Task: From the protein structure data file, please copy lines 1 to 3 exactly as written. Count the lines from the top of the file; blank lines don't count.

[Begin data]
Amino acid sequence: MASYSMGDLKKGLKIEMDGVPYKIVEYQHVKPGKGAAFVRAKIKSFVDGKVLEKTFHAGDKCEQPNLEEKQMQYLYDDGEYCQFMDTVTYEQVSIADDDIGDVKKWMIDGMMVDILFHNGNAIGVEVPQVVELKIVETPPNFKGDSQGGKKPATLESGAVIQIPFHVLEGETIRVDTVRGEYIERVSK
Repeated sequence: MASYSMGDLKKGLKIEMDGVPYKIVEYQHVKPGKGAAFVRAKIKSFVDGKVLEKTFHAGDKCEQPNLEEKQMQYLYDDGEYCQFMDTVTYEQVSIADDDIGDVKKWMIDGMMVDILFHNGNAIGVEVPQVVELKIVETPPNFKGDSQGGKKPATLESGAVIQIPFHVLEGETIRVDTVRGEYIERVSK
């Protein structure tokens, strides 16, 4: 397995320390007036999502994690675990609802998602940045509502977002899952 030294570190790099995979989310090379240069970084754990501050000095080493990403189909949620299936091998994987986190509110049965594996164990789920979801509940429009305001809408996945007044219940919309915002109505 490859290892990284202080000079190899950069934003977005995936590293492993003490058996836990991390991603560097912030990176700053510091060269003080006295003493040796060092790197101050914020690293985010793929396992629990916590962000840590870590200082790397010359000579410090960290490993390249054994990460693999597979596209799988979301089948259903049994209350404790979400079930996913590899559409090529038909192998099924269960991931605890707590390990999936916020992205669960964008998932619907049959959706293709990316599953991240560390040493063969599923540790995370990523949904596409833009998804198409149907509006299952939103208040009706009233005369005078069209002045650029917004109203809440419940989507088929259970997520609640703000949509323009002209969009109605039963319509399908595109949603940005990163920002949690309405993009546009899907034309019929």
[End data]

Amino acid sequence: MASYSMGDLKKGLKIEMDGVPYKIVEYQHVKPGKGAAFVRAKIKSFVDGKVLEKTFHAGDKCEQPNLEEKQMQYLYDDGEYCQFMDTVTYEQVSIADDDIGDVKKWMIDGMMVDILFHNGNAIGVEVPQVVELKIVETPPNFKGDSQGGKKPATLESGAVIQIPFHVLEGETIRVDTVRGEYIERVSK
Repeated sequence: MASYSMGDLKKGLKIEMDGVPYKIVEYQHVKPGKGAAFVRAKIKSFVDGKVLEKTFHAGDKCEQPNLEEKQMQYLYDDGEYCQFMDTVTYEQVSIADDDIGDVKKWMIDGMMVDILFHNGNAIGVEVPQVVELKIVETPPNFKGDSQGGKKPATLESGAVIQIPFHVLEGETIRVDTVRGEYIERVSK
């Protein structure tokens, strides 16, 4: 397995320390007036999502994690675990609802998602940045509502977002899952 030294570190790099995979989310090379240069970084754990501050000095080493990403189909949620299936091998994987986190509110049965594996164990789920979801509940429009305001809408996945007044219940919309915002109505 490859290892990284202080000079190899950069934003977005995936590293492993003490058996836990991390991603560097912030990176700053510091060269003080006295003493040796060092790197101050914020690293985010793929396992629990916590962000840590870590200082790397010359000579410090960290490993390249054994990460693999597979596209799988979301089948259903049994209350404790979400079930996913590899559409090529038909192998099924269960991931605890707590390990999936916020992205669960964008998932619907049959959706293709990316599953991240560390040493063969599923540790995370990523949904596409833009998804198409149907509006299952939103208040009706009233005369005078069209002045650029917004109203809440419940989507088929259970997520609640703000949509323009002209969009109605039963319509399908595109949603940005990163920002949690309405993009546009899907034309019929």